Freedom can mean many things to many people. For some, freedom is strictly political. Others see it as a financial, physical or interpersonal concern. The poets on the #JArtsLiberty jury, however, embraced freedom in an artistic and spiritual context by selecting “Poem Without an End” by Yehuda Amichai for National Poetry Month, an unexpected but thought-provoking selection. After all, what do museums, synagogues and hearts have to do with freedom?

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The purpose of this project is to inspire people to think about and share their thoughts on liberty. Discuss or debate—online or face to face—with friends or strangers. Dig in to what freedom really means to you.

Using “Poem Without an End,” published below, ask these questions at your seder:

What do you think this poem is trying to say?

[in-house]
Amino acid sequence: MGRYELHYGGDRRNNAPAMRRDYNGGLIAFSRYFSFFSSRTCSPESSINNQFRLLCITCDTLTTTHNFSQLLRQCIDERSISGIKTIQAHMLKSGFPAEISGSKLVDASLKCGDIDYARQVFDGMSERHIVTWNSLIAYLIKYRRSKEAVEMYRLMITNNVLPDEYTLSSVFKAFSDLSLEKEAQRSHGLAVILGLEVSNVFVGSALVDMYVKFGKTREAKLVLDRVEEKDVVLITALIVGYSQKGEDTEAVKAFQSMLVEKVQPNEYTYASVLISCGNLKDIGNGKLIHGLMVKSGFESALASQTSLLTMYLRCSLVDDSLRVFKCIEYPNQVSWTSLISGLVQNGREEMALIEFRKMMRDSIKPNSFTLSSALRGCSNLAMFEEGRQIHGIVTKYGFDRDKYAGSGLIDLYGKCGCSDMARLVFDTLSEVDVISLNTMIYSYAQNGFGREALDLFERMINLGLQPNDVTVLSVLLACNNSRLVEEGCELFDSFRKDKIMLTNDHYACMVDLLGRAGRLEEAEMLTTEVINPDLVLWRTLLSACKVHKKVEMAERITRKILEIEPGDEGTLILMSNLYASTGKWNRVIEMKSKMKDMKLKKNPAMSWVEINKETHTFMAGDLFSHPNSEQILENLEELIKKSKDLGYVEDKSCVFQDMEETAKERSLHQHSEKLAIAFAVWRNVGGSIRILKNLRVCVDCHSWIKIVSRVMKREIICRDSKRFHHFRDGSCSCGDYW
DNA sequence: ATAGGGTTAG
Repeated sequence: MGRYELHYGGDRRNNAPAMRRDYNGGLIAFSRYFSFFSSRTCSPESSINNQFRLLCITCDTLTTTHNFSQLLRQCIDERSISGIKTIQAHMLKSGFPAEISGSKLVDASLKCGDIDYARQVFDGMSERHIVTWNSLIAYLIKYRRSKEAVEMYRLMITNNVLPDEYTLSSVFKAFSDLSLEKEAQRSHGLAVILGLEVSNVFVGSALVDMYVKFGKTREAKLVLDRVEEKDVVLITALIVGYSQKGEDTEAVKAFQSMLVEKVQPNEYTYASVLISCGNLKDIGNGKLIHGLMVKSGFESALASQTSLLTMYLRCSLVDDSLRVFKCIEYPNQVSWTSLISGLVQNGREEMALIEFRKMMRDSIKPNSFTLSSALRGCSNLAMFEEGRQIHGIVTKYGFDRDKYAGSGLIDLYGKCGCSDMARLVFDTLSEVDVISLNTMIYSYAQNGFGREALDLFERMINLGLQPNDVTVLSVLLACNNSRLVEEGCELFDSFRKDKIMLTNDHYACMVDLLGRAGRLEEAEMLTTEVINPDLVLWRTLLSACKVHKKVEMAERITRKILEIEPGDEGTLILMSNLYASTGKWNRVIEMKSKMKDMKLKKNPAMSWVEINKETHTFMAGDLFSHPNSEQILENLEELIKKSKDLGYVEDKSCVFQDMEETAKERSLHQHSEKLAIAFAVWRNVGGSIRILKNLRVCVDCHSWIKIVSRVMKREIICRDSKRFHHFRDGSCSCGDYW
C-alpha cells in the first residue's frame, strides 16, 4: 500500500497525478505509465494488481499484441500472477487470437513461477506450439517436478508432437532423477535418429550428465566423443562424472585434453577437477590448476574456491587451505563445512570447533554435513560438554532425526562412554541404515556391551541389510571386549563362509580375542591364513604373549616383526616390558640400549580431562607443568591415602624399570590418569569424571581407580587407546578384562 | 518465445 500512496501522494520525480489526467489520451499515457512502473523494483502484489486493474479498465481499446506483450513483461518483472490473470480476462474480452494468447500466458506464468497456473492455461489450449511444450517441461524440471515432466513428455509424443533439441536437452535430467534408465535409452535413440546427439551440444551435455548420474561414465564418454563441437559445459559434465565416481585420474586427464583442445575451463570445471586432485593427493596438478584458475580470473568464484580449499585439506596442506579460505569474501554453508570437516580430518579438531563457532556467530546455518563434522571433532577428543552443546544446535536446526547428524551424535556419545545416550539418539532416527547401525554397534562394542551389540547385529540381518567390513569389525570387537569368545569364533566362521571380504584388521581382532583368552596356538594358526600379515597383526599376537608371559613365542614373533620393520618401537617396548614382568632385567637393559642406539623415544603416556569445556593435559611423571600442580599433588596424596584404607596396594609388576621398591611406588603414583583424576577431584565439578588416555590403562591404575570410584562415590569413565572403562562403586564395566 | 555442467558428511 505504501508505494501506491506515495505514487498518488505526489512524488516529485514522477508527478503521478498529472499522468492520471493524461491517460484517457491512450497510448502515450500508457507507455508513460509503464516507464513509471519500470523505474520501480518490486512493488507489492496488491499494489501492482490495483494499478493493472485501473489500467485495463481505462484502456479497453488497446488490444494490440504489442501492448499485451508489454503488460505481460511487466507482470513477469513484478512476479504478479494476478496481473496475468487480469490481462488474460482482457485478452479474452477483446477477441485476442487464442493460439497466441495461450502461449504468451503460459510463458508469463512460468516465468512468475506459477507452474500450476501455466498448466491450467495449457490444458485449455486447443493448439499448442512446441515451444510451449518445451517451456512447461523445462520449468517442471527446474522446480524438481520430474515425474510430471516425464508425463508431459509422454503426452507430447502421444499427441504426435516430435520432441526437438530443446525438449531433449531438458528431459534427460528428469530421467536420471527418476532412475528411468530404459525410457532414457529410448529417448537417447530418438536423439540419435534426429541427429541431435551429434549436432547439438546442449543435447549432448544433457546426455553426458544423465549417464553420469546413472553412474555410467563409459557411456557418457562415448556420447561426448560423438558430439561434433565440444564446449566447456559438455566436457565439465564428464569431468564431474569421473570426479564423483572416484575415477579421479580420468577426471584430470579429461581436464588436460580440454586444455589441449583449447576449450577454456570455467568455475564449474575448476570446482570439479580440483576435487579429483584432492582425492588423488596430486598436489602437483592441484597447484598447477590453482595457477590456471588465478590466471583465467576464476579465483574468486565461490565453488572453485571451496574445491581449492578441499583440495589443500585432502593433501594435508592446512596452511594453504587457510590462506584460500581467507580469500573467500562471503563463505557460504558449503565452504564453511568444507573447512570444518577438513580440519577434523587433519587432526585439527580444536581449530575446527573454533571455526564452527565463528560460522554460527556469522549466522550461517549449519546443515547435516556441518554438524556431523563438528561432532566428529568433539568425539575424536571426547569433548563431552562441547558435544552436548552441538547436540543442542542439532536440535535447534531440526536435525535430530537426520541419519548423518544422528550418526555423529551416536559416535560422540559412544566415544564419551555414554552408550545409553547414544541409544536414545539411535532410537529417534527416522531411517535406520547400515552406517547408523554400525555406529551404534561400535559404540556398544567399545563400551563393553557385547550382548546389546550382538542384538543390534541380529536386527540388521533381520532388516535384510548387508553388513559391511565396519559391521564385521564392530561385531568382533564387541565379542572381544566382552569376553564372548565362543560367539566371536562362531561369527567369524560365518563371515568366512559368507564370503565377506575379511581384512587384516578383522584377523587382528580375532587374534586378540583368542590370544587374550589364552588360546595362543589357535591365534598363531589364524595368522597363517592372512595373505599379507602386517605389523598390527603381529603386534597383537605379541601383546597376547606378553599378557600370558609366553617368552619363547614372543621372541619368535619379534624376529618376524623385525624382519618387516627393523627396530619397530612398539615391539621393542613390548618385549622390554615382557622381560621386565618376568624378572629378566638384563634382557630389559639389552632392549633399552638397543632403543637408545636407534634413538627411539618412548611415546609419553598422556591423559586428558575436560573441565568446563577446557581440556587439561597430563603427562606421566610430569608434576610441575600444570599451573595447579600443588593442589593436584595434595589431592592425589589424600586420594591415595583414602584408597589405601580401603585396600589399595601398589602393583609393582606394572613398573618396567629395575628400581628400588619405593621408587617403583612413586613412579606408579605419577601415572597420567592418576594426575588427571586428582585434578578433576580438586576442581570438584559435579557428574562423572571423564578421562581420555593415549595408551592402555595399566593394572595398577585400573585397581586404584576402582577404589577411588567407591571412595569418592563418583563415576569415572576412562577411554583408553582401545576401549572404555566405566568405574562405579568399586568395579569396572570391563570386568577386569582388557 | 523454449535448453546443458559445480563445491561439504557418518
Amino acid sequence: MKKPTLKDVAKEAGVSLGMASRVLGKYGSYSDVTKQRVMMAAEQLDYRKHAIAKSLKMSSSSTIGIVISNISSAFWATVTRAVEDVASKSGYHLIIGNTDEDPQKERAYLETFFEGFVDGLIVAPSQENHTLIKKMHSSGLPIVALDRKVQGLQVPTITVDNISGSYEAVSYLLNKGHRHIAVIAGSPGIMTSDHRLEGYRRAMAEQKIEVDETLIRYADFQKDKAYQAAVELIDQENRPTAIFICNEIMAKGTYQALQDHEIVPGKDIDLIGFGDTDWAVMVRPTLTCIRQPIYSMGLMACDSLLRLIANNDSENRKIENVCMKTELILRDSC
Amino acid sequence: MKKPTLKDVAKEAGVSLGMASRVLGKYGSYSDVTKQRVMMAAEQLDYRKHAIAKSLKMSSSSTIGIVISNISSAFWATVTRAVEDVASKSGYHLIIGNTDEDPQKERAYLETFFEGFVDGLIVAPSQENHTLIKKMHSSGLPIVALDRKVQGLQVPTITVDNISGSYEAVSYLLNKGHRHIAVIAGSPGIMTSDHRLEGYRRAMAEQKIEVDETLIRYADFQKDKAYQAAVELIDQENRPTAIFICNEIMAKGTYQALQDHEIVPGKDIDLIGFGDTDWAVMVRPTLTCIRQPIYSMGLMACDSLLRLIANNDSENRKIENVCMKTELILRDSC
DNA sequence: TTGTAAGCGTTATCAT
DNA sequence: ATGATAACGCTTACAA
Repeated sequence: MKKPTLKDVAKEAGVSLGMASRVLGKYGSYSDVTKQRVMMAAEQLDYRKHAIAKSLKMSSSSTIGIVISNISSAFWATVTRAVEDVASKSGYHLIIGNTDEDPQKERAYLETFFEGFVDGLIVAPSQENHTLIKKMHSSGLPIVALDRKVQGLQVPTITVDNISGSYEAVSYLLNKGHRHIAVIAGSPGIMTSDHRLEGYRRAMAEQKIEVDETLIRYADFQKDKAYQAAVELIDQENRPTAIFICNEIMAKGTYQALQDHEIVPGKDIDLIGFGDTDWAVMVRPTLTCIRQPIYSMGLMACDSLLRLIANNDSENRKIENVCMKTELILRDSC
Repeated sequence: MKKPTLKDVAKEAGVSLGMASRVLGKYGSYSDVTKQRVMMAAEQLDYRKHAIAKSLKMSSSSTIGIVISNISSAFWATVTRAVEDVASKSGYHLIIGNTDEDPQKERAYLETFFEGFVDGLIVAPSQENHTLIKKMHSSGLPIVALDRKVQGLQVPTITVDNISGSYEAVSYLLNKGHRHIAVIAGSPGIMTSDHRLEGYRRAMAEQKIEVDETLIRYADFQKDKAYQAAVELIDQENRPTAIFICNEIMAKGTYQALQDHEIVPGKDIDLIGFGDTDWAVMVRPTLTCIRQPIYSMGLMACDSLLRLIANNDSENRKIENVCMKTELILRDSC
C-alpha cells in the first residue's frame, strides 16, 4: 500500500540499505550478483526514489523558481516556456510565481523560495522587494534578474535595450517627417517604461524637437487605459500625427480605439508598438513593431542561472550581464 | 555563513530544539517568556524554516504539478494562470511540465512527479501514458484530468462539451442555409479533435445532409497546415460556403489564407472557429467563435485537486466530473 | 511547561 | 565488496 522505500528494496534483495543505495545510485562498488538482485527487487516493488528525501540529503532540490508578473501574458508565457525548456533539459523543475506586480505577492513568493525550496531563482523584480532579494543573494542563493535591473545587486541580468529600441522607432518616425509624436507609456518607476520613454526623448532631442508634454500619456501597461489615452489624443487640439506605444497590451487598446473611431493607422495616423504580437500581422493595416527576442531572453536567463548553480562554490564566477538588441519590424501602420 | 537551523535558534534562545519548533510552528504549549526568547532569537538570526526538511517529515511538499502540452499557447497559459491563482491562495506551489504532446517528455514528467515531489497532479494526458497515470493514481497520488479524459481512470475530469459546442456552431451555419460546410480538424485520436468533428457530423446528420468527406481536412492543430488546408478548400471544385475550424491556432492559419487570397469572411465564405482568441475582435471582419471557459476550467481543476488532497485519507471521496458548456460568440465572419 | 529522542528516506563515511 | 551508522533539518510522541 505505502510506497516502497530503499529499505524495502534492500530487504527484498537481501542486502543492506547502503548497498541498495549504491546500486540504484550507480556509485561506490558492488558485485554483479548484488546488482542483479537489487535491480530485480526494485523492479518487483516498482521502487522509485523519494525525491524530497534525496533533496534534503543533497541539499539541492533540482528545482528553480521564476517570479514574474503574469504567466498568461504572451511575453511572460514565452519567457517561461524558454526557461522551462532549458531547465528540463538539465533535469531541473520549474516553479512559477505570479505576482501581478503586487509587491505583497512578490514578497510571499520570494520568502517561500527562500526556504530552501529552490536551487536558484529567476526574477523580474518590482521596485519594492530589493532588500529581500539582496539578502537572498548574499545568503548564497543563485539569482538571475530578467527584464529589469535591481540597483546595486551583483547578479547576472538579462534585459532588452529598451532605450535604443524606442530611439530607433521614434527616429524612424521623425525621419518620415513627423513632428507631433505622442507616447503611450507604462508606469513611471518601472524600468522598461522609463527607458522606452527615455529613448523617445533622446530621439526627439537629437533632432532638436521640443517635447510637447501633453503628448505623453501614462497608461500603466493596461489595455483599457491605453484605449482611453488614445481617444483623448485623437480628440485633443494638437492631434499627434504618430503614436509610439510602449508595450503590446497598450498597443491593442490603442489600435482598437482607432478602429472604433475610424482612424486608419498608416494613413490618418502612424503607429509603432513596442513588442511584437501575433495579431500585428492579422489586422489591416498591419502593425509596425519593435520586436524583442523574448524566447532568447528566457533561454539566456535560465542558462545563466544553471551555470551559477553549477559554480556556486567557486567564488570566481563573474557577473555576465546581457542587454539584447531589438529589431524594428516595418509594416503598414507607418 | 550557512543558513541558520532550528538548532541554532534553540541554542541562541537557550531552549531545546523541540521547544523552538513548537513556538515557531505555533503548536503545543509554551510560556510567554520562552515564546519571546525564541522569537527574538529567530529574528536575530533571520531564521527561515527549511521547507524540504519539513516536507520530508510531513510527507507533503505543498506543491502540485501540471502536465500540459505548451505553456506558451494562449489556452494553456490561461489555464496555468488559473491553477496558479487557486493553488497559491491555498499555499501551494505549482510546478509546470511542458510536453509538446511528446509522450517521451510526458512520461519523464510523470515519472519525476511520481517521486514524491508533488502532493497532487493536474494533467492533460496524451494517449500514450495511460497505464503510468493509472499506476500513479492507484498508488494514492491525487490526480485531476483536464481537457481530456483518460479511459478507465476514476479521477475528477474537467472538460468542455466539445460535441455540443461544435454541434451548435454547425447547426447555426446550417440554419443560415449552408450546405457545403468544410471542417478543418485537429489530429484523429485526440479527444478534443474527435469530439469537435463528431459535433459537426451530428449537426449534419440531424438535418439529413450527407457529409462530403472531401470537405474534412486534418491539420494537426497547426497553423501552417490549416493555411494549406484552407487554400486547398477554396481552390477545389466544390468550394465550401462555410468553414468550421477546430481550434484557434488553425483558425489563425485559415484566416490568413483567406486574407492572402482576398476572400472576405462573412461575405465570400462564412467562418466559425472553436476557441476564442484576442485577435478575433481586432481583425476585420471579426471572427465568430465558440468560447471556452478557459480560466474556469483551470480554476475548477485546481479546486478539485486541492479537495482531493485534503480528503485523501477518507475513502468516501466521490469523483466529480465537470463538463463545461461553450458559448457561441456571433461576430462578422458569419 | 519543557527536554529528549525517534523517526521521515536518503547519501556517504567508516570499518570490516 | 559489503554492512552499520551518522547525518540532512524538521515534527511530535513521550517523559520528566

Do traditions help you feel free? Why?

 

What types of things make you feel free?

 

What’s the difference between personal freedom and political freedom?

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The number four plays an important role in the Passover meal. We toast freedom four times during dinner. The youngest person at the meal asks four questions about why this night is different from all other nights. And the answers are given in four different ways to respond to four different types of people.

Here are the questions each might ask about the poem. Which question would you want to ask?

The Wise One

Do history and traditions shape my ideas about freedom?

The Rebellious One

Can people ever be free? Why should I care about freedom?

The Simple One

What type of places can I go to feel free?

The One Who Does Not Know How to Ask

Could I draw a picture about freedom instead?

“Poem Without an End” by Yehuda Amichai

Inside the brand-new museum
there’s an old synagogue.
Inside the synagogue
is me.
Inside me
my heart.
Inside my heart
a museum.
Inside the museum
a synagogue,
inside it
me,
inside me
my heart,
inside my heart
a museum.

Continue the conversation by downloading the #JArtsLiberty toolkit here, and share your thoughts on social media using #JArtsLiberty.

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